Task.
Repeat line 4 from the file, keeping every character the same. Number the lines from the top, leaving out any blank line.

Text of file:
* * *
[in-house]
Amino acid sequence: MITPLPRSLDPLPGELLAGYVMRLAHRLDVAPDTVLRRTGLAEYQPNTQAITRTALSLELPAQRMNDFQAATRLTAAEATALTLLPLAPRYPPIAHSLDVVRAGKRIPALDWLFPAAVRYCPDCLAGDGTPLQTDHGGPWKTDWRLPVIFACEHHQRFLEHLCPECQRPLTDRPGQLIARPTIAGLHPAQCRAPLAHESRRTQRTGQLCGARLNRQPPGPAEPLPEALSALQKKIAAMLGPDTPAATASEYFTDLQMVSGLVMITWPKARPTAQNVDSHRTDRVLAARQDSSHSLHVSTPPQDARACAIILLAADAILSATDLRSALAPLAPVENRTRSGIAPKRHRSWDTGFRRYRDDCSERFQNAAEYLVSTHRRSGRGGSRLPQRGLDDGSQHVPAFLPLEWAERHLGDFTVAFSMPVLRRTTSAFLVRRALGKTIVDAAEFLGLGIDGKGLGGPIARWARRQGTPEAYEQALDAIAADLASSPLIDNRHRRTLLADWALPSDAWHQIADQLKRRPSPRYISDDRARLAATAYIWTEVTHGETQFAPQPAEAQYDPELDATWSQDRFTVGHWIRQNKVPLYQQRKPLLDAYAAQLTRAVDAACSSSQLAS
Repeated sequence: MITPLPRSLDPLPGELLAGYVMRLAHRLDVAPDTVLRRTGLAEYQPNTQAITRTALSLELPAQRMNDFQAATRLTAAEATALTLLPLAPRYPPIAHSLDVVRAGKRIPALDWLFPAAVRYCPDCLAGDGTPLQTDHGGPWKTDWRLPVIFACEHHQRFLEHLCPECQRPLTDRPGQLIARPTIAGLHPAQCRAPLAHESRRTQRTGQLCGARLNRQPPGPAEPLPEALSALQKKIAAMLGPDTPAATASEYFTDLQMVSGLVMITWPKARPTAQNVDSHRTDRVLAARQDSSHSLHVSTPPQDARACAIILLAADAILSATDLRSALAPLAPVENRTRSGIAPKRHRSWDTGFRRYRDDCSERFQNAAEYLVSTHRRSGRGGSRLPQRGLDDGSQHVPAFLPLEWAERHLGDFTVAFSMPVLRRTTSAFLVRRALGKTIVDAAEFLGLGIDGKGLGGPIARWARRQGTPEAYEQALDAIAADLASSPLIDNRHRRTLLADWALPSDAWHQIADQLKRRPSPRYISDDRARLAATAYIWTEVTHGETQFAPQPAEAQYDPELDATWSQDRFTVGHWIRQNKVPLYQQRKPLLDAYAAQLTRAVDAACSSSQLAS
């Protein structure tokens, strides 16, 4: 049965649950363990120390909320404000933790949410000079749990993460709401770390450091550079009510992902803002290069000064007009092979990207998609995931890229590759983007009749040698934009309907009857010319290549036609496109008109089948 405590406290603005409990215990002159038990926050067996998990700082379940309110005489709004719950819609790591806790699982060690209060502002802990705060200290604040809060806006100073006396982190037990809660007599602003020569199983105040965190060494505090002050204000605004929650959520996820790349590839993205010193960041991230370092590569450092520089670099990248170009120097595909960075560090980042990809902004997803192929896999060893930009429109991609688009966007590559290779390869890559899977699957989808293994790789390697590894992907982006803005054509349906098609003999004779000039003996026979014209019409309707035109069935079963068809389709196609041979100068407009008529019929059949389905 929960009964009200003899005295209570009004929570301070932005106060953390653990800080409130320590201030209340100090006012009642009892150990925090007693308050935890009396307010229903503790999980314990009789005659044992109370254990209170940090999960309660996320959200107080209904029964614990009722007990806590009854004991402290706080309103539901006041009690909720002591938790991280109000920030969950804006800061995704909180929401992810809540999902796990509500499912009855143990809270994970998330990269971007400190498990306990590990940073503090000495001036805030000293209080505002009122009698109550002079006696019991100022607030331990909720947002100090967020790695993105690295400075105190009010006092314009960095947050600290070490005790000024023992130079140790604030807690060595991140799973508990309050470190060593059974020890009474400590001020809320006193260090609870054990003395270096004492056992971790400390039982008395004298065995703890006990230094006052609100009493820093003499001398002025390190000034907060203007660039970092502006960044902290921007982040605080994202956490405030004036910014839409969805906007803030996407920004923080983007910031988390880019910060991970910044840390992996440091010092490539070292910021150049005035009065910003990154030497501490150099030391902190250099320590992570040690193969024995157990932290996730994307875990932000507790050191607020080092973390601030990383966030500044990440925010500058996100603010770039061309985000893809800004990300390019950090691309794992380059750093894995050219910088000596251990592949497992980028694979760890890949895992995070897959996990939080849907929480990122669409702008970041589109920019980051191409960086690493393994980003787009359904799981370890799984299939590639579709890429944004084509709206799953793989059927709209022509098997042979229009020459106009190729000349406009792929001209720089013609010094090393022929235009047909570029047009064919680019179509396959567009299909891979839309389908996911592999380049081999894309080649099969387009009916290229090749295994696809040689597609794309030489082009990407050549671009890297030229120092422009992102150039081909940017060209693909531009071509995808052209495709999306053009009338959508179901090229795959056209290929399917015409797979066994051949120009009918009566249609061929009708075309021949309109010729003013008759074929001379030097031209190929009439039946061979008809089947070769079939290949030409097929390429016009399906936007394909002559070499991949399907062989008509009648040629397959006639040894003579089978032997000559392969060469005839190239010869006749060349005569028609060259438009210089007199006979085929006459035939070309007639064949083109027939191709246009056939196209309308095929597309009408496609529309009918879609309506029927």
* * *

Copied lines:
């Protein structure tokens, strides 16, 4: 049965649950363990120390909320404000933790949410000079749990993460709401770390450091550079009510992902803002290069000064007009092979990207998609995931890229590759983007009749040698934009309907009857010319290549036609496109008109089948 405590406290603005409990215990002159038990926050067996998990700082379940309110005489709004719950819609790591806790699982060690209060502002802990705060200290604040809060806006100073006396982190037990809660007599602003020569199983105040965190060494505090002050204000605004929650959520996820790349590839993205010193960041991230370092590569450092520089670099990248170009120097595909960075560090980042990809902004997803192929896999060893930009429109991609688009966007590559290779390869890559899977699957989808293994790789390697590894992907982006803005054509349906098609003999004779000039003996026979014209019409309707035109069935079963068809389709196609041979100068407009008529019929059949389905 929960009964009200003899005295209570009004929570301070932005106060953390653990800080409130320590201030209340100090006012009642009892150990925090007693308050935890009396307010229903503790999980314990009789005659044992109370254990209170940090999960309660996320959200107080209904029964614990009722007990806590009854004991402290706080309103539901006041009690909720002591938790991280109000920030969950804006800061995704909180929401992810809540999902796990509500499912009855143990809270994970998330990269971007400190498990306990590990940073503090000495001036805030000293209080505002009122009698109550002079006696019991100022607030331990909720947002100090967020790695993105690295400075105190009010006092314009960095947050600290070490005790000024023992130079140790604030807690060595991140799973508990309050470190060593059974020890009474400590001020809320006193260090609870054990003395270096004492056992971790400390039982008395004298065995703890006990230094006052609100009493820093003499001398002025390190000034907060203007660039970092502006960044902290921007982040605080994202956490405030004036910014839409969805906007803030996407920004923080983007910031988390880019910060991970910044840390992996440091010092490539070292910021150049005035009065910003990154030497501490150099030391902190250099320590992570040690193969024995157990932290996730994307875990932000507790050191607020080092973390601030990383966030500044990440925010500058996100603010770039061309985000893809800004990300390019950090691309794992380059750093894995050219910088000596251990592949497992980028694979760890890949895992995070897959996990939080849907929480990122669409702008970041589109920019980051191409960086690493393994980003787009359904799981370890799984299939590639579709890429944004084509709206799953793989059927709209022509098997042979229009020459106009190729000349406009792929001209720089013609010094090393022929235009047909570029047009064919680019179509396959567009299909891979839309389908996911592999380049081999894309080649099969387009009916290229090749295994696809040689597609794309030489082009990407050549671009890297030229120092422009992102150039081909940017060209693909531009071509995808052209495709999306053009009338959508179901090229795959056209290929399917015409797979066994051949120009009918009566249609061929009708075309021949309109010729003013008759074929001379030097031209190929009439039946061979008809089947070769079939290949030409097929390429016009399906936007394909002559070499991949399907062989008509009648040629397959006639040894003579089978032997000559392969060469005839190239010869006749060349005569028609060259438009210089007199006979085929006459035939070309007639064949083109027939191709246009056939196209309308095929597309009408496609529309009918879609309506029927």